This is very interesting. The OP doesn’t contain any specific evidence of Gaussianness, so it would be helpful if they could provide an elaboration of what evidence lead them to conclude these are Gaussian.

I’m not sure when you developed this work, but the LLM.int8 paper identifies outliers as an essential factor in achieving performance for models larger than 2.7B parameters (see Fig. 1 and Fig. 3 especially). There’s also some follow-up work here and here. Very curiously, the GLM-130B paper reports that they don’t see outlier features at all, or the negative effects of their lack of impact.

I’ve spoken with Tim (LLM.int8 lead author) about this a bit and some people in EleutherAI, and I’m wondering if there’s some kind of explicit or implicit regularizing effect in the GLM model that prevents it from learning outlier features. If this is the case, one might expect to find different patterns in outliers in models with sufficiently different architecture, perhaps GPT-2 vs Pythia vs GLM vs T5

I think that the answer is no, and that this reflects a common mental barrier when dealing with gradient descent. You would like different experts to specialize in different things in a human-interpretable way, but Adam doesn’t care what you say you want. Adam only cares about what you actually write down in the loss function.

Generally, a useful line of thinking when dealing with lines of thought like this is to ask yourself if your justification for why something should happen already justifies something that is known to not happen. If so, it’s probably flawed.

In this case there is: as far as I can tell, your justification applies to multiheaded attention (as an improvement over single headed attention). While there has been some attempts to examine MHA as an interpretability magnifying technique, in practice there hasn’t really been much success. Whatever story you tell about why it should work with MoE needs to distinguish MoE from MHA.

I think this question matters because it doesn't seem implausible to me that MoE models could be at par with dense models in terms of capabilities.

There are two regimes when talking about scaling LLMs, and I think it’s very important to keep them separate when talking about things like this. The literature on scaling laws was written by researchers at a very small number of companies that have a very important and non-standard situation: they are predicated upon the assumption that using twice as many GPUs for half as long doesn’t impact costs. It’s hard to overstate how few people fall into this regime.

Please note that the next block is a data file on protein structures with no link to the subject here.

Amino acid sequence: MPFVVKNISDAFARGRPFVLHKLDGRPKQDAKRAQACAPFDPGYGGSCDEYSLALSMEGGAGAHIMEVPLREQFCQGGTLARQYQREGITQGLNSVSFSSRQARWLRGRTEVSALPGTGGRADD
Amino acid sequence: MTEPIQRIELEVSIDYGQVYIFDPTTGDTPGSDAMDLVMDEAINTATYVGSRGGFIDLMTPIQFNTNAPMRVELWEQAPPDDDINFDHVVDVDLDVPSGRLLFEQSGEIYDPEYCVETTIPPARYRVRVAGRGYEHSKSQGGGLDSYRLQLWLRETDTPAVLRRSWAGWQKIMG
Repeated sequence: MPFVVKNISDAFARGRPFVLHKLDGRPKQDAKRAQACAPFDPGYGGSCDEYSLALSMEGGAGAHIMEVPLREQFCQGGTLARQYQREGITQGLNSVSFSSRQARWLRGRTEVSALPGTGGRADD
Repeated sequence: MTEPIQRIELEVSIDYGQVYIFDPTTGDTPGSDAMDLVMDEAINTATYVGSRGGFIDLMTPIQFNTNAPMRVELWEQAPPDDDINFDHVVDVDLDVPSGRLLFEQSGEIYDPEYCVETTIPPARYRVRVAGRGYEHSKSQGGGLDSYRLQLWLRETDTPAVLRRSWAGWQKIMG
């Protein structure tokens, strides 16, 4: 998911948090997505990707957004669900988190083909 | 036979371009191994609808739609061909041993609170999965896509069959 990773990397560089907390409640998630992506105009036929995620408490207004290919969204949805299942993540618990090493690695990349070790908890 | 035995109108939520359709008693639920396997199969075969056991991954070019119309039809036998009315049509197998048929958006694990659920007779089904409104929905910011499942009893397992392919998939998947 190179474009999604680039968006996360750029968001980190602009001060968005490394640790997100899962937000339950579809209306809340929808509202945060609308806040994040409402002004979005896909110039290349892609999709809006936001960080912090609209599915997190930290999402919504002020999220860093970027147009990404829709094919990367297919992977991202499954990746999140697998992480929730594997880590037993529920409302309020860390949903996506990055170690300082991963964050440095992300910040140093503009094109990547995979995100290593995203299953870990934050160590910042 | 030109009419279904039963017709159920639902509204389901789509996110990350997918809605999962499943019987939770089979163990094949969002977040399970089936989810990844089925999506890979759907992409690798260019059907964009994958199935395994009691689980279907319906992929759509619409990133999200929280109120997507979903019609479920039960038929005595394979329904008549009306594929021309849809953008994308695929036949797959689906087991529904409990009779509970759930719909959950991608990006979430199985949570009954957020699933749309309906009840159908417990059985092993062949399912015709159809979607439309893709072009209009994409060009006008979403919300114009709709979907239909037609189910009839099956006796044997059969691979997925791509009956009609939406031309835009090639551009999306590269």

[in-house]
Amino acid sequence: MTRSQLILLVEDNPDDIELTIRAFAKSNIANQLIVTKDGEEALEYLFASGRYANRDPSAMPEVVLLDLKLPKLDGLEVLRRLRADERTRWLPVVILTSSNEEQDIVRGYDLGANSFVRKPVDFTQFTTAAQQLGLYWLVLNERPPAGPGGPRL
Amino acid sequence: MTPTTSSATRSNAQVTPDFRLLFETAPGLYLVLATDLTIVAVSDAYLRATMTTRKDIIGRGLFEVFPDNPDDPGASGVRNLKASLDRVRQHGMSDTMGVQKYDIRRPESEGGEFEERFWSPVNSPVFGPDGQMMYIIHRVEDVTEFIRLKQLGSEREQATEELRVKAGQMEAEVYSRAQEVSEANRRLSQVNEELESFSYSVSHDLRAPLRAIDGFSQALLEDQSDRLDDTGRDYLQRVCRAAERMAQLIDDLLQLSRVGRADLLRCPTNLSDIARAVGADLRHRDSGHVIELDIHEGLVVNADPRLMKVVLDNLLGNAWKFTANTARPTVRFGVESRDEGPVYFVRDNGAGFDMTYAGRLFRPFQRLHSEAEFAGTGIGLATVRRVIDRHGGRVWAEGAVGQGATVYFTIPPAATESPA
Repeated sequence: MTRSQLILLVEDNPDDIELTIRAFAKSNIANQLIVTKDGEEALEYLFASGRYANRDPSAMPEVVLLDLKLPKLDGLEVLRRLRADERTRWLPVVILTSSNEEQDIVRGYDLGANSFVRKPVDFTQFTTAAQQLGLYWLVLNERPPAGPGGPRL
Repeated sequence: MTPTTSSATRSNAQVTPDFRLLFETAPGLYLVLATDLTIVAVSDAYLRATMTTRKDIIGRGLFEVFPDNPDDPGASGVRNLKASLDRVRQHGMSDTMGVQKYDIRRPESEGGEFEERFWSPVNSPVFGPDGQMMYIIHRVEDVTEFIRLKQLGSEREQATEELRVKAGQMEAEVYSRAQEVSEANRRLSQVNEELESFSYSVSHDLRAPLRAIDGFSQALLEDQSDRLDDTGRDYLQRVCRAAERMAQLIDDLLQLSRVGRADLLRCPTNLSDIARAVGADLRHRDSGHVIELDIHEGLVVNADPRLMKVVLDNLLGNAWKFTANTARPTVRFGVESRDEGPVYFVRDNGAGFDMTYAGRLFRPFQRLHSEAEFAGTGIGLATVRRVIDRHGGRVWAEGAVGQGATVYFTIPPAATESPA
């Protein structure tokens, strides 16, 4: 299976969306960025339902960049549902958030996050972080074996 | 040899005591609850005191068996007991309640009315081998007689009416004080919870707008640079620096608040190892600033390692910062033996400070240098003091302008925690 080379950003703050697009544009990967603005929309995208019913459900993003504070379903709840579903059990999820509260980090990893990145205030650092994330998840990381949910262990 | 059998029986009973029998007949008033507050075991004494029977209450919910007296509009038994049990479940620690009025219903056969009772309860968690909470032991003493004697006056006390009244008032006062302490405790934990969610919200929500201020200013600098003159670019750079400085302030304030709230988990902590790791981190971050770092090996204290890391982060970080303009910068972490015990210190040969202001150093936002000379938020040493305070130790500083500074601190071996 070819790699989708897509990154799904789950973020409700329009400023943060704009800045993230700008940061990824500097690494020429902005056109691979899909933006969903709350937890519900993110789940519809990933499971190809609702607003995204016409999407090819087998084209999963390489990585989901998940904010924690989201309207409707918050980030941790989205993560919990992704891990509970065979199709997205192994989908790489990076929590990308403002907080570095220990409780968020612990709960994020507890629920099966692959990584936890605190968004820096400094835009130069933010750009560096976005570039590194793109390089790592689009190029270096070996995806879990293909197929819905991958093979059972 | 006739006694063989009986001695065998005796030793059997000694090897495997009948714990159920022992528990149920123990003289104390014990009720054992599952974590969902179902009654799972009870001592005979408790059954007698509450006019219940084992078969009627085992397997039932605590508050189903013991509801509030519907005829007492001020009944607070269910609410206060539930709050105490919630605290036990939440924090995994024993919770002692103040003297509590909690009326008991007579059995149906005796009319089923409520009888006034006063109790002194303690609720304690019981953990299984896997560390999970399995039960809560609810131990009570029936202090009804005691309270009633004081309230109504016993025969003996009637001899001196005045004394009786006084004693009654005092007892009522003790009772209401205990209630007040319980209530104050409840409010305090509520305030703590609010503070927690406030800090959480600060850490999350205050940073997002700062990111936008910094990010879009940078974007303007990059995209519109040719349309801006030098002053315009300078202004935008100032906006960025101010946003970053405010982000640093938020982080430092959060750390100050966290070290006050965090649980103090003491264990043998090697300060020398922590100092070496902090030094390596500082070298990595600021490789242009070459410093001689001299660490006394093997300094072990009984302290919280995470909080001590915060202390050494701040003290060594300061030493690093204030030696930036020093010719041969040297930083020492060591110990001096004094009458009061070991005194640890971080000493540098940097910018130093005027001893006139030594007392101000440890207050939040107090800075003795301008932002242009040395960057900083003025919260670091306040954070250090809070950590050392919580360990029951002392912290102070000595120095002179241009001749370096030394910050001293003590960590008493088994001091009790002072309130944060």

I run EleutherAI, the non-profit org that has trained more and larger multi-billion parameter LLMs than any other non-profit in the world, and have worked on three different models that held the title “largest publicly available GPT-3-like LLM in the world.” I have access to thousands of A100 GPUs to train models if I really want to, and recently won a USG grant for 6 million V100 hours. I generally do not operate in this regime.

The regime that almost everyone finds themselves in is one where one day the VRAM runs out. Maybe it’s at a pair of 3090 Tis, maybe it’s at a v3-8 TPU, maybe it’s at a DGX machine. But one day you lose the ability to halve your runtime by doubling the amount of VRAM you are using without impacting costs.

In this “VRAM-constrained regime,” MoE models (trained from scratch) are nowhere near competitive with dense LLMs. While there has been some success at turning dense models into MoE models with less performance loss, that work isn’t really relevant to your hypothesis without a substantial amount of additional intellectual work. MoE models are egregiously inefficient in terms of performance-per-VRAM, but compensate by being more efficient in terms of performance-per-FLOP.

How egregious exactly? Well the first MoE paper I grabbed claims that their 1.1T parameter MoE model performs similarly to a 6.7B parameter dense model and that their 207B parameter MoE model performs similarity to a 1.3B parameter model. To put these numbers in prospective: the (currently unverified) claims NVIDIA is making about quantization on their H100 GPUs would enable you to fit a 640B parameter model on an 8xH100 (80GB) device. So you can use an entire 8xH100 machine to fit a MoE model, or you can use a single 3090 Ti and get better performance (using LLM.int8).

Edit: in a reply to the other answer you say

I'm not saying that MoE are more interpretable in general. I'm saying that for some tasks, the high level view of "which expert is active when and where" may be enough to get a good sense of what is going on.

I had misread your claim, but I think the intent of my response is still valid. Even with this more specific claim, you see people aspiring to believe that this is true for MHA and coming up (largely, albeit not entirely) empty. There’s still a significant burden on you to show why your position is better than the same position with the word “MoE” replaced with “MHA.”

What sources do you have for your claim that “large groups” of people believe this?